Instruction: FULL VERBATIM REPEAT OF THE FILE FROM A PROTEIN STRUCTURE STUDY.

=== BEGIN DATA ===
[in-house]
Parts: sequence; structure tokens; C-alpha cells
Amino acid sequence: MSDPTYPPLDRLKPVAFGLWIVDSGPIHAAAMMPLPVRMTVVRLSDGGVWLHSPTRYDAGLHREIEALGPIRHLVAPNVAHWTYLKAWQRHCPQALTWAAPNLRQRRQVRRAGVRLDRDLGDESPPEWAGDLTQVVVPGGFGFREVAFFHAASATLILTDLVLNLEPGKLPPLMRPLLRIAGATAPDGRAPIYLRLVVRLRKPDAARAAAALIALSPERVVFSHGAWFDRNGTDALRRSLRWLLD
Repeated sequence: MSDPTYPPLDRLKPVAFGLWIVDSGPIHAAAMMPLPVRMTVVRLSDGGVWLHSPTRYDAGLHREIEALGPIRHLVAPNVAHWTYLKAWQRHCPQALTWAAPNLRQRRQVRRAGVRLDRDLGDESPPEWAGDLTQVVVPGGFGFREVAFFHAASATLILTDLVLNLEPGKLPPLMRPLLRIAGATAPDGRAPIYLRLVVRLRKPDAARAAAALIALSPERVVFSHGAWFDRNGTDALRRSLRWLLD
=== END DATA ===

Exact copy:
[in-house]
Parts: sequence; structure tokens; C-alpha cells
Amino acid sequence: MSDPTYPPLDRLKPVAFGLWIVDSGPIHAAAMMPLPVRMTVVRLSDGGVWLHSPTRYDAGLHREIEALGPIRHLVAPNVAHWTYLKAWQRHCPQALTWAAPNLRQRRQVRRAGVRLDRDLGDESPPEWAGDLTQVVVPGGFGFREVAFFHAASATLILTDLVLNLEPGKLPPLMRPLLRIAGATAPDGRAPIYLRLVVRLRKPDAARAAAALIALSPERVVFSHGAWFDRNGTDALRRSLRWLLD
Repeated sequence: MSDPTYPPLDRLKPVAFGLWIVDSGPIHAAAMMPLPVRMTVVRLSDGGVWLHSPTRYDAGLHREIEALGPIRHLVAPNVAHWTYLKAWQRHCPQALTWAAPNLRQRRQVRRAGVRLDRDLGDESPPEWAGDLTQVVVPGGFGFREVAFFHAASATLILTDLVLNLEPGKLPPLMRPLLRIAGATAPDGRAPIYLRLVVRLRKPDAARAAAALIALSPERVVFSHGAWFDRNGTDALRRSLRWLLD